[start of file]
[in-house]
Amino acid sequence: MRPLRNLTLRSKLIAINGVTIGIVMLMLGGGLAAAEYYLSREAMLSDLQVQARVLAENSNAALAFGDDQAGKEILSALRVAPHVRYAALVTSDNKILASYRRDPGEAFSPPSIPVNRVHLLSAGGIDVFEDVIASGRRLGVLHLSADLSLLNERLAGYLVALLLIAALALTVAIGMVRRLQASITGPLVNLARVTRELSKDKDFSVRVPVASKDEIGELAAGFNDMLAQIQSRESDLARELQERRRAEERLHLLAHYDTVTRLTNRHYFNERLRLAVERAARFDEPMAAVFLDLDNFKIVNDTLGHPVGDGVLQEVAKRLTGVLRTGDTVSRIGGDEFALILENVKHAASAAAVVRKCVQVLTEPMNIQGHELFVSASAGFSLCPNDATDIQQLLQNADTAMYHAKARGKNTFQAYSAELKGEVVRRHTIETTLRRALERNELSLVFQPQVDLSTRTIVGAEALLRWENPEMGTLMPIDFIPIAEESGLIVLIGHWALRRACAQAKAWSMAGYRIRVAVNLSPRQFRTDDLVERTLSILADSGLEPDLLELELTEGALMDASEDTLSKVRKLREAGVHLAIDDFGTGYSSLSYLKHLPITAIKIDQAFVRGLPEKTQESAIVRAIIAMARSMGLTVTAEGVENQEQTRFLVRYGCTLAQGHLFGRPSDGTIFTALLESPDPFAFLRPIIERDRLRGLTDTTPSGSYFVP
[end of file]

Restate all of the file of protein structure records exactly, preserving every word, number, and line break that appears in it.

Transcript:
[in-house]
Amino acid sequence: MRPLRNLTLRSKLIAINGVTIGIVMLMLGGGLAAAEYYLSREAMLSDLQVQARVLAENSNAALAFGDDQAGKEILSALRVAPHVRYAALVTSDNKILASYRRDPGEAFSPPSIPVNRVHLLSAGGIDVFEDVIASGRRLGVLHLSADLSLLNERLAGYLVALLLIAALALTVAIGMVRRLQASITGPLVNLARVTRELSKDKDFSVRVPVASKDEIGELAAGFNDMLAQIQSRESDLARELQERRRAEERLHLLAHYDTVTRLTNRHYFNERLRLAVERAARFDEPMAAVFLDLDNFKIVNDTLGHPVGDGVLQEVAKRLTGVLRTGDTVSRIGGDEFALILENVKHAASAAAVVRKCVQVLTEPMNIQGHELFVSASAGFSLCPNDATDIQQLLQNADTAMYHAKARGKNTFQAYSAELKGEVVRRHTIETTLRRALERNELSLVFQPQVDLSTRTIVGAEALLRWENPEMGTLMPIDFIPIAEESGLIVLIGHWALRRACAQAKAWSMAGYRIRVAVNLSPRQFRTDDLVERTLSILADSGLEPDLLELELTEGALMDASEDTLSKVRKLREAGVHLAIDDFGTGYSSLSYLKHLPITAIKIDQAFVRGLPEKTQESAIVRAIIAMARSMGLTVTAEGVENQEQTRFLVRYGCTLAQGHLFGRPSDGTIFTALLESPDPFAFLRPIIERDRLRGLTDTTPSGSYFVP